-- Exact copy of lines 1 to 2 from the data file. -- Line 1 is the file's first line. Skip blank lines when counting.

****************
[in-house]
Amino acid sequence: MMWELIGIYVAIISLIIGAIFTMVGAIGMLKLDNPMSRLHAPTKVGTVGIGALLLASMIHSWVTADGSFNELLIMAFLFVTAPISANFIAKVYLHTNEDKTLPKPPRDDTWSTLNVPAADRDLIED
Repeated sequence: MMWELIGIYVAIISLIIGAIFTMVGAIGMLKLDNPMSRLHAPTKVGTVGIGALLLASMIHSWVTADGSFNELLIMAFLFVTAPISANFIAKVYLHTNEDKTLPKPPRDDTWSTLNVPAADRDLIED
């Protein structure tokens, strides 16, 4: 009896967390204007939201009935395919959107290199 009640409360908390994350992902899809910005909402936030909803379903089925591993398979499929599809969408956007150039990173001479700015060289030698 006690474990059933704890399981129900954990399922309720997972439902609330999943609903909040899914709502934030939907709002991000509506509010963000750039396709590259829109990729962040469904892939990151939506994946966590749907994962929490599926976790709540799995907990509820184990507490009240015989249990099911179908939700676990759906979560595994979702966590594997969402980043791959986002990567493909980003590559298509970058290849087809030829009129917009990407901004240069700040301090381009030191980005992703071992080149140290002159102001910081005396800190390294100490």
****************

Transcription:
[in-house]
Amino acid sequence: MMWELIGIYVAIISLIIGAIFTMVGAIGMLKLDNPMSRLHAPTKVGTVGIGALLLASMIHSWVTADGSFNELLIMAFLFVTAPISANFIAKVYLHTNEDKTLPKPPRDDTWSTLNVPAADRDLIED